Steven Gering thought he was going to be a doctor. But Teach for America changed that.
Back in 1993, Gering was in one of the earliest versions of the fledgling national program — intended to recruit a selective crop of college graduates, give them an intense five weeks of teacher training and place them for a two-year stint at urban and rural schools, where they're needed most.
Gering says he landed at a school in the Rio Grande Valley, "with over 1,000 freshmen in the second poorest county in the United States." It was one of the fastest growing school districts in the country and had a gang problem. But the experience stuck. He ditched his doctoral plans, taught there for four years and is now chief academic officer for Spokane Public Schools.
"There's probably been no other organization that has done more to take top college graduates and get them into the fields of education," Gering says of Teach for America.
Now that organization may be coming to Spokane. Gering confirmed last week that Spokane Public Schools' human resources department has been discussing whether TFA's teachers would be a good fit for the district. While Spokane isn't as high-need as many of the districts TFA serves, Gering says that last year's unprecedented round of hiring has depleted Spokane's applicant pool more than ever before. He also sees an opportunity to add more racial diversity to Spokane's ranks.
The decision is still a ways off — it would require district approval, union negotiations and a board vote. And the program is controversial: Despite evidence of the program's success, Teach for America has drawn a chorus of critics, who point to the low retention rate of teachers in the program and complain that it sends teachers into the classroom with far too little training.
In Washington state, Teach for America is relatively new but already has weathered its share of troubles. In the first year, one Teach for America teacher was savaged on Seattle blogs and became the subject of a lawsuit over how he got hired. Almost half the Seattle School Board tried to get the district to sever its contract with the agency.
On the other hand, eight out of the 10 original TFA teachers in Washington have stayed beyond the program's mandatory two years. Of the Washington state principals who've worked with TFA teachers, a 2013 survey showed 97 percent were satisfied with those teachers' performances.
Graduates from local colleges can share firsthand: The program works to prepare some teachers, but has been a total disaster for others.
Whitworth University graduate John Williamson says that at one time, getting a job with Teach for America was his "Holy Grail." He had to apply twice, but when he finally got in, he was quickly plunged into an intensive training program in Chicago, where he learned how to teach high school algebra and trigonometry. But Williamson wasn't impressed with the instruction.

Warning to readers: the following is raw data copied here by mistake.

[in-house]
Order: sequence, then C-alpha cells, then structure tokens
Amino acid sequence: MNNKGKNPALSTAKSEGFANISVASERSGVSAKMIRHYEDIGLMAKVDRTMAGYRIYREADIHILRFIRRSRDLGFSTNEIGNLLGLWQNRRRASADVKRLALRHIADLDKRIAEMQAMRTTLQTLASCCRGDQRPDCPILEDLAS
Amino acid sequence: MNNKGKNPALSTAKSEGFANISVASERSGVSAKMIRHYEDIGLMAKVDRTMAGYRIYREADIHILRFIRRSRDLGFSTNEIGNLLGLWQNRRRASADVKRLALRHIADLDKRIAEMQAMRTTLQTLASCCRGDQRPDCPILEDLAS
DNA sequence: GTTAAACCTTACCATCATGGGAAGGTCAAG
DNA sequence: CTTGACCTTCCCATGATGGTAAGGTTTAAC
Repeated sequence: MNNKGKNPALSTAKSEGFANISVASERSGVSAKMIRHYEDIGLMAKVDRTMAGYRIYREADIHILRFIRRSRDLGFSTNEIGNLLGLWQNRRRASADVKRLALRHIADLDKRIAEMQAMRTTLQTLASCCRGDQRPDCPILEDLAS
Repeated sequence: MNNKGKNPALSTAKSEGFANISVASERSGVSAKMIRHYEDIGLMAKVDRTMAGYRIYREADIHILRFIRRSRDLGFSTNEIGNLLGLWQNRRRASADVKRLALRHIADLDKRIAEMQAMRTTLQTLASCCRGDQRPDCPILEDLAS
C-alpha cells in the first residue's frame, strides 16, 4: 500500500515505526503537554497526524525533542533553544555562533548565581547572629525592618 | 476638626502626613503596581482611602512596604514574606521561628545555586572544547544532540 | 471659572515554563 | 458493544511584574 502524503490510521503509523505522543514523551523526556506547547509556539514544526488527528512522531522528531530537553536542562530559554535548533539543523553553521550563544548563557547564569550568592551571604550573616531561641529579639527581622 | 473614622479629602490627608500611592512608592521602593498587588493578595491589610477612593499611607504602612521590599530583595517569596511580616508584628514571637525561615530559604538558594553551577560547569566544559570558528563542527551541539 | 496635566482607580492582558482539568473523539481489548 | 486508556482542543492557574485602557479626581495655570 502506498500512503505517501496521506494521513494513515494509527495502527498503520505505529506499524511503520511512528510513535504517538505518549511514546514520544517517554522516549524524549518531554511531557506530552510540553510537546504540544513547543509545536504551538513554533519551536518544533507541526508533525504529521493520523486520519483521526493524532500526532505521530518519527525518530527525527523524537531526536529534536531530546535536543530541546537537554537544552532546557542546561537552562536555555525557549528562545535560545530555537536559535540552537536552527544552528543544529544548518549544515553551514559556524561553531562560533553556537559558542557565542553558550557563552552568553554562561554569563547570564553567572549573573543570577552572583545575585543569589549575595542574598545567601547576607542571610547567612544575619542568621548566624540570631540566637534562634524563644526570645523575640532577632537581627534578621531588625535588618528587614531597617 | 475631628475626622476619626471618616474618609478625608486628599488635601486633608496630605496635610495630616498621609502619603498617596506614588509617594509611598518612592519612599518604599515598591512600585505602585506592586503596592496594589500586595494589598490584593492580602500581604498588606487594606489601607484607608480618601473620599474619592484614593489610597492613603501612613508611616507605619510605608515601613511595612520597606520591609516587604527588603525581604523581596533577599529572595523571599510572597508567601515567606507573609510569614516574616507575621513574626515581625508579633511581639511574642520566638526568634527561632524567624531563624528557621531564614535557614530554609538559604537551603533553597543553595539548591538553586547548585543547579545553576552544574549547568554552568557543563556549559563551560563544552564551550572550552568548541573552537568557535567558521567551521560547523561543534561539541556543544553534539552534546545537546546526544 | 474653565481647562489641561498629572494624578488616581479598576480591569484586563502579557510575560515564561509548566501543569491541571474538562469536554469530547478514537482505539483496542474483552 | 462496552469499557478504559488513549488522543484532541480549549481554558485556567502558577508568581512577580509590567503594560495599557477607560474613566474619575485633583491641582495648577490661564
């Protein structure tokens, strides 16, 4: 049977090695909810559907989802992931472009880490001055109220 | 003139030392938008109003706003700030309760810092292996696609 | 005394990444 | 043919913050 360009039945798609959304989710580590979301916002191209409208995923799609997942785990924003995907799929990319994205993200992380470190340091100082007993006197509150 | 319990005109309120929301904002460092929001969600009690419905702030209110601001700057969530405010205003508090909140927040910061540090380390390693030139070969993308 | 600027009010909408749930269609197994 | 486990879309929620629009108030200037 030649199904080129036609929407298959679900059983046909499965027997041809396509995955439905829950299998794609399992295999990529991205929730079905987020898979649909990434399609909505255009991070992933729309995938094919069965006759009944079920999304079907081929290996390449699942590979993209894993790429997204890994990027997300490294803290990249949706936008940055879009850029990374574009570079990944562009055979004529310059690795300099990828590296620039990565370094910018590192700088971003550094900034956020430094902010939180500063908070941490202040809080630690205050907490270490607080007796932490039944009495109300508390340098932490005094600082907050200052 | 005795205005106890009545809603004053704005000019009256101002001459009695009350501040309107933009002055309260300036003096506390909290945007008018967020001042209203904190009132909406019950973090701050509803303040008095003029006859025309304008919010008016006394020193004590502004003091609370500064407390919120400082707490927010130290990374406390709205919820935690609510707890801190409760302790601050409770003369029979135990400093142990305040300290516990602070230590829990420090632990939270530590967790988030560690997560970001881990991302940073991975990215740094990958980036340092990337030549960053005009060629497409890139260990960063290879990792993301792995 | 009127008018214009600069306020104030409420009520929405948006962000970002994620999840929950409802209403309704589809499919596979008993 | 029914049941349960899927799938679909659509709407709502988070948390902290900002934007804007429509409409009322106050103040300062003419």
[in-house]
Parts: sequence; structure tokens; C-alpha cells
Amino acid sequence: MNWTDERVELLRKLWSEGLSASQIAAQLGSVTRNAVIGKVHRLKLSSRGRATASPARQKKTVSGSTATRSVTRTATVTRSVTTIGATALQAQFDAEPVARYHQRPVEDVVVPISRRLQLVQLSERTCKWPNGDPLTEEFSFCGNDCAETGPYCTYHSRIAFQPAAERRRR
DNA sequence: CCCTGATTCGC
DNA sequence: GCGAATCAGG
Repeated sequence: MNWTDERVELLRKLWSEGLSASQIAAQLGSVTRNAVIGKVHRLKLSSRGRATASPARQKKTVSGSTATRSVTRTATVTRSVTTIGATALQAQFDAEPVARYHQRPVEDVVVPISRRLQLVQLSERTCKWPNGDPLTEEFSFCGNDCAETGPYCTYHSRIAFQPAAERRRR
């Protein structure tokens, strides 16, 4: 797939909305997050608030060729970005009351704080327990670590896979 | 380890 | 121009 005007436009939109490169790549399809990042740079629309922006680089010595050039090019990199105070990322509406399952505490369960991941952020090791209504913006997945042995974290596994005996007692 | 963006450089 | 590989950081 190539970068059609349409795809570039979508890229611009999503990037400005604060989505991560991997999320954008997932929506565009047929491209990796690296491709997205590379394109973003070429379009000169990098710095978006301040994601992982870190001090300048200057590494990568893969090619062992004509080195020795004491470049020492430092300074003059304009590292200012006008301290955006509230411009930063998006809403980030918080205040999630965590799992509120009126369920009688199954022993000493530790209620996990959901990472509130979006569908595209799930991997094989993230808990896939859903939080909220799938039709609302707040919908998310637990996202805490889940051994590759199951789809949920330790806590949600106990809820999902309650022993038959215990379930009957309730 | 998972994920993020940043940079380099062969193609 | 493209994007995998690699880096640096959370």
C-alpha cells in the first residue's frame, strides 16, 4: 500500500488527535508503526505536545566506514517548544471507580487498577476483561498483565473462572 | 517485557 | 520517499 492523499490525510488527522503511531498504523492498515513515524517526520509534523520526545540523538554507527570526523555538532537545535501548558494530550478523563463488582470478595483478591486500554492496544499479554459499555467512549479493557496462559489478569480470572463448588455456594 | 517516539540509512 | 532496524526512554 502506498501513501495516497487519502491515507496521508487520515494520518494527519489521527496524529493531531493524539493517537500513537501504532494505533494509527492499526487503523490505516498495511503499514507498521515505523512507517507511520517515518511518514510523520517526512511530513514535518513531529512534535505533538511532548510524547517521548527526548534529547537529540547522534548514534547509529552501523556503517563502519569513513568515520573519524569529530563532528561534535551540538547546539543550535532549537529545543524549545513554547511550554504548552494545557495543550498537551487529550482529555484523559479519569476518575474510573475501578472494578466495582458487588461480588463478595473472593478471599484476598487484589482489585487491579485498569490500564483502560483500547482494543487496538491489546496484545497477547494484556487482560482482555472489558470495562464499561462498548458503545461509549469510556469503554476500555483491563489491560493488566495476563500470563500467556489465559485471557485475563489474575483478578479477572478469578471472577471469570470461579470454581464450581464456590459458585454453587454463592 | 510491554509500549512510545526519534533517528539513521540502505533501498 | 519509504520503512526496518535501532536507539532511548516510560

"Nobody had more than five years of teaching experience," Williamson says. "The training on the classroom management was very limited, completely inadequate."
And instead of the high school math classes he'd been trained to teach, Williamson soon found himself teaching second-graders at a charter school in Detroit. It was a nightmare. "I had kids doing backflips, running around on desks, running around with scissors," he says. "I had to physically restrain a kid. I didn't want him to stab other kids." One girl, he says, would pee her pants just to get out of his classroom.
Teach for America sent in a few of its team members to help him out, but it didn't help.
"They would come and be shocked with the disruption in the classrooms and then give me a few pointers, and 'peace out'," Williamson says.
He was fired by November. But TFA quickly sent him back into the field, this time to a public middle-school classroom that had already churned through three other teachers. It was just as bad there. He now runs a blog critical of the program, called "Recovering from Teach for America."
Kristina Lusk can empathize with the challenges her Teach for America co-workers have faced. "It's a very unique way of training teachers," Lusk says. "It doesn't always work."
A 2011 graduate of Gonzaga, one of the country's top schools for TFA recruitment, she was placed at a school in Charlotte, N.C.
"My first year was not picturesque," Lusk says. "My first quarter was a mess." But when she asked for help, both from TFA and her fellow teachers, she got it in droves. Teach for America even went as far as hooking her up with an earpiece — like a secret agent — and someone to whisper instructions from the back of the classroom.
"She could identify explicitly where I was [lacking] in my classroom management piece," Lusk says. "We were able to turn around my classroom quickly."
At least one study, commissioned by the U.S. Department of Education, has showed that Teach for America teachers actually do better at teaching middle and high school math than more experienced conventional teachers. In part, credit TFA's selective hiring process: It recruits a crowd of top college students, then hires only a fraction of those applicants.
"You get hardworking people who are used to success and want to be successful for whatever they do," Lusk says. "For the most part, that works." ♦